And then there’s Jairus Byrd, a Pro Bowl safety who is looking to get paid like one of the best defensive backs in the NFL. Prior to Buffalo selecting him in the second round of the 2009 draft, Byrd was an all-conference cornerback at Oregon from 2006-08. And who just happened to be the offensive coordinator for the Ducks Byrd’s last two seasons in Eugene? None other than Chip Kelly, who is now the head coach in Philadelphia and led the Eagles to an NFC East title in his rookie season.
As successful as the Eagles were last season, however, there is still plenty of room for improvement, especially on defense. Philadelphia was dead last in the league in passing defense in 2013, giving up 290 yards through the air per game. Provided the Eagles have the cap space, signing Byrd would be a significant step towards upgrading the secondary while also reuniting a pair of former Ducks. It’s just like I said earlier, sometimes these pairings make sense, both on the field as well as off of it.
Fifteen Senior Nights have come and gone in Lincoln without a group of veterans continuing their seasons in the NCAA Tournament.
That could change Sunday against Wisconsin.
The Cornhuskers have been one of the surprise teams in the country, assured of a winning record in the Big Ten. The next hurdle could be their first trip to the NCAA Tournament since 1998.
Here’s how Nebraska arrived on the bubble and how the Huskers could further their case Sunday and into the conference tournaments.
By the numbers
Record: 18-11, 10-7 Big Ten
Strength of schedule: 36
Best win: Michigan State on the road
Worst loss: UAB on a neutral court
How Nebraska could be in the Tournament: The Huskers add to their top 50 win total
Nebraska stunned Ohio State 68-62 on Jan. 20, which turned out to the the turning point of the season. The win over the Buckeyes was the first top 50 win of the season for the Cornhuskers, which includes a 60-51 win at Michigan State on Feb. 16. The Huskers are 3-7 overall against the RPI top 50, but a win over Wisconsin would be their first against a team in the top 20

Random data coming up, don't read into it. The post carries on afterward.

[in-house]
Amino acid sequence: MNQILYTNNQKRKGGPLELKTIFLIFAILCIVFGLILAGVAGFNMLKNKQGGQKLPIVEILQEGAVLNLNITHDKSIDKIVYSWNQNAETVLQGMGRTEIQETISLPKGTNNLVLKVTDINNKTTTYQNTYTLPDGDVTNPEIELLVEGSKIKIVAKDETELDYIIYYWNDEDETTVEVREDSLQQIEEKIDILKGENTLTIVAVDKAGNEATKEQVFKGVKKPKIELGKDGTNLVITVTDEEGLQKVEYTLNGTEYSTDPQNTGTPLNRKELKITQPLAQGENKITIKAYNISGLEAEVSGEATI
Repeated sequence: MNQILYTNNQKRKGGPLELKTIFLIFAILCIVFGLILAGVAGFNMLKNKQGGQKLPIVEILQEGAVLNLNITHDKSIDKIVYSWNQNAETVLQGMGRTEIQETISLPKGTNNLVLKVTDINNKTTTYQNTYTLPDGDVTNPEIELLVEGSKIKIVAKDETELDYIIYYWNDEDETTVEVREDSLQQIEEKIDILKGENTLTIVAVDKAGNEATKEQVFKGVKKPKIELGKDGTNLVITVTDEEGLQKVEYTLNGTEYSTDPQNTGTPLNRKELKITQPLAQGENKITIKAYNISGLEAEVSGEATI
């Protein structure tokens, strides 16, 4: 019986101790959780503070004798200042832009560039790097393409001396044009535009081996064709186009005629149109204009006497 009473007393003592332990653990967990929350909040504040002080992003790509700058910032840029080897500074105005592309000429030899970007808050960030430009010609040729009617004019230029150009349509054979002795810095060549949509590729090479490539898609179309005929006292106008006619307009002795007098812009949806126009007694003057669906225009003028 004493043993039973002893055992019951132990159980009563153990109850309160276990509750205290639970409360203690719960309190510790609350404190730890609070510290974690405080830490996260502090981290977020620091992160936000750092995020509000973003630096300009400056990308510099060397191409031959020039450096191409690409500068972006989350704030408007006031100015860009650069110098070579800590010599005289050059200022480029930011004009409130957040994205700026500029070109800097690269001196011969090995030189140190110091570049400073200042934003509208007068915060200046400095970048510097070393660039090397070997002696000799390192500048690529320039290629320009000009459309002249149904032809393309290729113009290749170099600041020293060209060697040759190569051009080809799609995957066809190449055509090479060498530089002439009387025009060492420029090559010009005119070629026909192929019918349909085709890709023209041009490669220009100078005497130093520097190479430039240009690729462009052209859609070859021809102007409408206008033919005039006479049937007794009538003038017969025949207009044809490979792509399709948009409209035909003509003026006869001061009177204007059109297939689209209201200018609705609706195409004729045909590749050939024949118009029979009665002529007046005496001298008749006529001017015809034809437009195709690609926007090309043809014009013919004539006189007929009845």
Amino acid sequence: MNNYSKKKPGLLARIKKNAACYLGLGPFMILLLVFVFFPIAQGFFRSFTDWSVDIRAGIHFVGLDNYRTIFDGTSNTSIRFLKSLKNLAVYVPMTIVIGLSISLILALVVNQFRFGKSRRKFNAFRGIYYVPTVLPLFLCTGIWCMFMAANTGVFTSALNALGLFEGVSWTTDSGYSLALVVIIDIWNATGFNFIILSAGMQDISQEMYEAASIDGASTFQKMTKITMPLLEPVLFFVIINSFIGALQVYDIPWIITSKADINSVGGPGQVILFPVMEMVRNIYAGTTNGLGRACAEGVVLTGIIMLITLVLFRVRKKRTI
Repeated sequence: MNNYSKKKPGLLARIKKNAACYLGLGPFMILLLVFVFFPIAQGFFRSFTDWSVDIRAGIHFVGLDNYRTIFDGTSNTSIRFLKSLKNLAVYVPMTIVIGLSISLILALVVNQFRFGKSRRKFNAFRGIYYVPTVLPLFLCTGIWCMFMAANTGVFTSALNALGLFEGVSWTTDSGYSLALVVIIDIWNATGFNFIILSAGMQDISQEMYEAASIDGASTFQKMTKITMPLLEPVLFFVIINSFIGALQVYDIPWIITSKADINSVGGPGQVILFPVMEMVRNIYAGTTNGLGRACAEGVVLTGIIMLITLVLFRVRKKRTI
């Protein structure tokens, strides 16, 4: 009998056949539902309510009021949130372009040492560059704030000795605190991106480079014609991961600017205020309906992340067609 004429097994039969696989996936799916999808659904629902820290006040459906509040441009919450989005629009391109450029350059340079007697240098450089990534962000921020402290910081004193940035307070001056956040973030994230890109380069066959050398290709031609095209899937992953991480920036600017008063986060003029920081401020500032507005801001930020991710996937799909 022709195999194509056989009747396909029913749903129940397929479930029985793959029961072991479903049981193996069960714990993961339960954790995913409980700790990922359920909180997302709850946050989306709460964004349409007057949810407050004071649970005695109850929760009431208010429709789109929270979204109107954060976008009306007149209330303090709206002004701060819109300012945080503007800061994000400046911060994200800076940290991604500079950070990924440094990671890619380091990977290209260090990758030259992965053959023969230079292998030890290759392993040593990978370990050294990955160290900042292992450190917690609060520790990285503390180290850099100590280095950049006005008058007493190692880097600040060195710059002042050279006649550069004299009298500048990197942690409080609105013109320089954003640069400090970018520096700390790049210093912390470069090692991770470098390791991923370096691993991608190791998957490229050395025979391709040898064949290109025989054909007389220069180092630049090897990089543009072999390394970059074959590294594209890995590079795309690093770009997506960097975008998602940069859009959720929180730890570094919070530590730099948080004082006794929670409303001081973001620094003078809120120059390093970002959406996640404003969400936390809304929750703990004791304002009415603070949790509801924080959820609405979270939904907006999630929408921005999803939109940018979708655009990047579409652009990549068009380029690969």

How Nebraska could be left out: The Huskers can't escape three bad losses
The Cornhuskers have three losses from which they’d like to hide from: at Purdue, at Penn State and against UAB in the Charleston Classic. Three losses to teams outside of the top 100 isn’t an eliminator — Kentucky and North Carolina have the same — but it’s not a good look.
Nebraska needs to: Beat Wisconsin
The Cornhuskers could be playing with house money in the Big Ten Tournament if they defeat Wisconsin on Saturday. The Badgers, though, have won eight in a row since a 1-5 stretch in January.
Nebraska can’t afford to: Fall out of the No. 4 seed and lose in the Big Ten Tournament
The No. 4 seed in the Big Ten Tournament brings a first-round bye, but the Cornhuskers could slip to a No. 5 or No. 6 with a loss to Wisconsin combined with wins by Ohio State and/or Iowa. Falling out of the top four seeds would draw either Purdue or Northwestern in the first round. A loss to one of those teams could be devastating.
Insight from the beat: Brian Rosenthal, Lincoln (Neb.) Journal-Star
“The fact Nebraska is even in consideration for an NCAA Tournament bid is a sign of the incredible coaching job by Tim Miles. In only his second season in Lincoln, Miles has taken a team picked to finish last in the Big Ten Conference and put it on the brink of ending its NCAA Tournament drought, which dates to 1998. Nebraska began the season 0-4 in Big Ten play, including a 31-point loss at Ohio State, but has since gone 10-3 to rise to fourth place in the Big Ten standings. The emergence of sophomore transfer Terran Petteway, the Big Ten’s leading scorer at 17.8 points per game, and a defense that’s held eight straight foes to less than 38 percent shooting have been key. The Huskers have also established a decisive home-court advantage at their new home, sold-out Pinnacle Bank Arena, where they’re 14-1. The lone loss came to league champion Michigan by one point.”